Voter Registration/Fraud
Getting voters registered and to the polls on election day are critical to success during any election. In recent years complaints have been raised against both major political parties regarding inappropriate and even fraudulent registration and poll activities. The hottest registration issue revolves around voter ID. The left says there is no such thing as voter fraud … and if you disagree, you’re a racist. It is discriminatory and depresses minority turnout. They attack those who dare to support voter ID laws as “anti-voting rights activists and voter fraud hucksters”. The right says voter fraud is real. Indeed, Its practically a tradition in this country to do things the Daley way in Chicago, or the Philadelphia way, or voting control as with Tammany Hall in New York City. The right says we need to verify that each voter is legal and besides it is nonsense not to have to show an ID in this country to vote ... we do it for much less critical activities (such as, cash a check, drive a car, board an airplane, buy medicine, visit a doctor, get government assistance, etc). So, what is the real issue? Voter registration got a lot of attention during the 2008, 2012, 2014 & 2016 election season. We expect it will get a lot of attention before and during the 2018 mid term election season.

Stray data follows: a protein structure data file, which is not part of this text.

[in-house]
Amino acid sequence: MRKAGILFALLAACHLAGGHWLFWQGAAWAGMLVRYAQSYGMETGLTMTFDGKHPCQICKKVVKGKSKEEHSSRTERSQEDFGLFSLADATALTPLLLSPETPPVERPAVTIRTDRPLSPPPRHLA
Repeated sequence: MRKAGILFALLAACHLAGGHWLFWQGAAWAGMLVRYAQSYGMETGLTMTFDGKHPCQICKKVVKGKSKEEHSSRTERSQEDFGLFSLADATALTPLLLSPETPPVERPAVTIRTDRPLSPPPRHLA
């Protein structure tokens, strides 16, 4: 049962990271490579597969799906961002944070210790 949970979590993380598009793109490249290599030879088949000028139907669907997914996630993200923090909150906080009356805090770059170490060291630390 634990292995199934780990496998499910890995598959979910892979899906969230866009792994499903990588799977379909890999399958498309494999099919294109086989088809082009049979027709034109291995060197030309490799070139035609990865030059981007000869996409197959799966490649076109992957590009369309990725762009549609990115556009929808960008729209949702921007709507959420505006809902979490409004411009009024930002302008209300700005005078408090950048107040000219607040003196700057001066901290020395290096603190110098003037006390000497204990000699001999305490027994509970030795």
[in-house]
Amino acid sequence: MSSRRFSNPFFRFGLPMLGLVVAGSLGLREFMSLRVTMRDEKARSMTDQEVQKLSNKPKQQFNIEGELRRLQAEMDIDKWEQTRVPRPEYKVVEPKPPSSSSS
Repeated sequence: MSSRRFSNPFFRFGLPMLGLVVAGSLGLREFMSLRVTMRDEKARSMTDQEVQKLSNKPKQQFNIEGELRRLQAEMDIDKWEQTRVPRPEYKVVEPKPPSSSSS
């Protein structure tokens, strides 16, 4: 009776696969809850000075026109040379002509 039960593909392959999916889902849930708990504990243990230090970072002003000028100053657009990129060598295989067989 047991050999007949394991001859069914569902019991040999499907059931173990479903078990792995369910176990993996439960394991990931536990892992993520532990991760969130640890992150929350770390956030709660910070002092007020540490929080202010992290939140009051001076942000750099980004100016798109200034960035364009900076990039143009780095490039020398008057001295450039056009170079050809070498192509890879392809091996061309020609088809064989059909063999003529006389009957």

Citizenship and the Census

4/2/18
from The Wall Street Journal,
4/2/18:

Justice wants the data for more race-based gerrymandering.

The Trump Administration has decided to include a question about citizenship in the 2020 census, and Democrats are calling it an attempt to rig the count. That’s unlikely, and it ignores the real problem, which is that the White House is continuing the Obama Administration’s practice of politically weaponizing the Voting Rights Act. The Constitution mandates a survey of all U.S. residents every decade, and Commerce Secretary Wilbur Ross has wide discretion over the questions to ask. Researchers and lawmakers desire a wealth of data, but longer surveys reduce response rates. So the Census Bureau over the decades has truncated the survey to data necessary to administer federal laws and project population growth—such as gender, race, age, household size and home ownership.

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